- Amazon and Joe Biden are in a Twitter spat, and it perfectly captures the controversy over America's new tax code.
- "I have nothing against Amazon, but no company pulling in billions of dollars of profits should pay a lower tax rate than firefighters and teachers," Biden writes. "We need to reward work, not just wealth."
- "Assume VP Biden's complaint is w/ the tax code, not Amazon," the company responds.
WASHINGTON – Amazon and Joe Biden are in a Twitter spat, and it perfectly captures the controversy over America's new tax code.
The beef began when the frontrunner for the Democratic presidential nomination called out the online giant on Twitter.
"I have nothing against Amazon, but no company pulling in billions of dollars of profits should pay a lower tax rate than firefighters and teachers," Biden wrote Thursday morning. "We need to reward work, not just wealth."
Amazon fired back at the end of the day, redirecting the candidate's aim.
"We've paid $2.6B in corporate taxes since 2016. We pay every penny we owe. Congress designed tax laws to encourage companies to reinvest in the American economy," the company wrote on its Amazon News Twitter account. "We have. $200B in investments since 2011 & 300K US jobs. Assume VP Biden's complaint is w/ the tax code, not Amazon."
Biden's tweet linked to a New York Times story that cited data from the left-leaning Institute on Taxation and Economic Policy on companies that earned billions of dollars last year but paid no federal taxes. The analysis showed that Amazon topped the list, with pretax profits of nearly $11 billion. In fact, the group found the company actually enjoyed a negative tax rate of 1.2 percent, thanks to a $129 million income tax rebate.
This was not the result Republicans were going for when they drove the overhaul of the tax code through Congress two years ago with party-line votes in both chambers. The legislation, which President Donald Trump signed into law in late 2017, lowered the corporate tax rate from 35% to 21% and allowed companies to immediately expense their capital investments.
On the flip side, the new law offset some of the cost of those cuts by requiring companies to pay taxes on overseas earnings, a move intended to incentivize investing in America instead.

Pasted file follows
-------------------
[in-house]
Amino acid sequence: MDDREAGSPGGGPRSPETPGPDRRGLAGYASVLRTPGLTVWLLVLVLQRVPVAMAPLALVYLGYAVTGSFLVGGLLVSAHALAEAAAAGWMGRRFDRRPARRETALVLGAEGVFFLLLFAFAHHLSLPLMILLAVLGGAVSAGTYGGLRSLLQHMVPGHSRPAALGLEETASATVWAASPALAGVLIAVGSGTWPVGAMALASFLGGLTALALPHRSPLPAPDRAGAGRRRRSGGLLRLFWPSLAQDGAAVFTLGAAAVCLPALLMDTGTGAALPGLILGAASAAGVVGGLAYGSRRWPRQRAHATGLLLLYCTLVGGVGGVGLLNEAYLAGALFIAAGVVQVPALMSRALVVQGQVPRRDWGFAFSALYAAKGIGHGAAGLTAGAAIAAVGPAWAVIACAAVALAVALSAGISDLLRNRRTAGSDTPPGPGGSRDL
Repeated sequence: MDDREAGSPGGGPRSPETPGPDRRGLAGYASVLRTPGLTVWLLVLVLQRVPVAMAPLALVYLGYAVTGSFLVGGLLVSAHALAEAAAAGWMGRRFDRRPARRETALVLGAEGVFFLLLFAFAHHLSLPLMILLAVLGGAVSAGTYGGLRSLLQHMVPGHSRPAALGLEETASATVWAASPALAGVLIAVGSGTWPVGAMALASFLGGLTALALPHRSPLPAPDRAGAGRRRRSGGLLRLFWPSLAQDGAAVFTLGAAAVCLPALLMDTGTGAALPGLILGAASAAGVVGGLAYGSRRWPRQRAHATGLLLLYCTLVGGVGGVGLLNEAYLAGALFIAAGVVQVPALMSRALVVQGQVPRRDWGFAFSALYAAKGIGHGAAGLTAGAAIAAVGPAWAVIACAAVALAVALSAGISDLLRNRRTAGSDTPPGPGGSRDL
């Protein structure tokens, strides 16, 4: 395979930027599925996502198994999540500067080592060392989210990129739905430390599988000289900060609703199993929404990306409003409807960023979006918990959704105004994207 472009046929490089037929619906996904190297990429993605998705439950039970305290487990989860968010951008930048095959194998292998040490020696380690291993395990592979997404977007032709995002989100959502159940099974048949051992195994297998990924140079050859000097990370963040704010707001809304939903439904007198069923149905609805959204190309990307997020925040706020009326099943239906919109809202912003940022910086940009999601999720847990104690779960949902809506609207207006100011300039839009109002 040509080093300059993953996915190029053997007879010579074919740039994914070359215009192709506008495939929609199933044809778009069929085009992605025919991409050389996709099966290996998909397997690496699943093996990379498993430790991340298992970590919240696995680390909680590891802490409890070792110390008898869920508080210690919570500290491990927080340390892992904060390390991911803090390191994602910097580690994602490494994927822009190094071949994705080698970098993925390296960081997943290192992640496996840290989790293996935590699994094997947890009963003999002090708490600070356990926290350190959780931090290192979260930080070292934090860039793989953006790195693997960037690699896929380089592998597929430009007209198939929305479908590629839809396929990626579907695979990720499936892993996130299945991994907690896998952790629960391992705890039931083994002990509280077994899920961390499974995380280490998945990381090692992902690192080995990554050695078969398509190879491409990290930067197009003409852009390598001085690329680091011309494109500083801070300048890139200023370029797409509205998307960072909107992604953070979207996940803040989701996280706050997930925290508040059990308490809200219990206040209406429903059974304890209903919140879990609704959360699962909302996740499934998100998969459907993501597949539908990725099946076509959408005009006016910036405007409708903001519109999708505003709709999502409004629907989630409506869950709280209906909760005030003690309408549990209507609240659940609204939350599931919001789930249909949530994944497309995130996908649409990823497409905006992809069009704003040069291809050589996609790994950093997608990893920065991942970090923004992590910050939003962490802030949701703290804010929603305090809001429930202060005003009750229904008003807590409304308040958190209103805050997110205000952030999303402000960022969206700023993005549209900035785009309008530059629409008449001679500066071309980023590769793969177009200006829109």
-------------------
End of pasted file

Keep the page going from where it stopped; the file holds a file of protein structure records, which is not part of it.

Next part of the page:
Republicans touted the tax cut as fuel for a new era of prolonged economic growth that would eventually cover the cost of not only the corporate rate cuts, but also steep reductions in individual tax rates.
That scenario has yet to materialize. GDP has surpassed projections by continuing to grow at a 3% rate. But it has come at a price: ballooning deficits and dwindling corporate tax revenue.
The Congressional Budget Office estimates the deficit to be $738 billion so far this fiscal year, up nearly 39% from the same period last year. Corporate tax receipts were down $11 billion, or nearly 9%.
"Well that's what happens when you cut the rate by 40%," said William Gale, co-director of the nonpartisan Urban-Brookings Tax Policy Center. "You would need heroic growth to make up the difference."
But the pace of decline has been taken even the experts by surprise. As recently as January, the CBO had projected that corporate tax revenue would rebound this year, as some of the immediate benefits of the new law wore off.
Instead, the opposite has occurred, and no one is really sure why.
"Corporate revenue has fallen off a cliff faster than I think anyone has anticipated," said Seth Hanlon, senior fellow at the Center for American Progress and a former adviser to President Barack Obama.
Perhaps it's because companies have not repatriated their overseas profits as quickly as forecast. Maybe tariffs are reducing corporate income and thereby lowering corporate tax receipts. (Side note: Revenue from customs duties are up more than 80 percent this year to nearly $45 billion.)
No matter the reason, the numbers add up to a giant headache for Republicans and a guarantee that cases like Amazon will remain political punching bags well into the 2020 election.
Correction: This story was updated to reflect correct deficit and corporate tax receipt data for the fiscal year.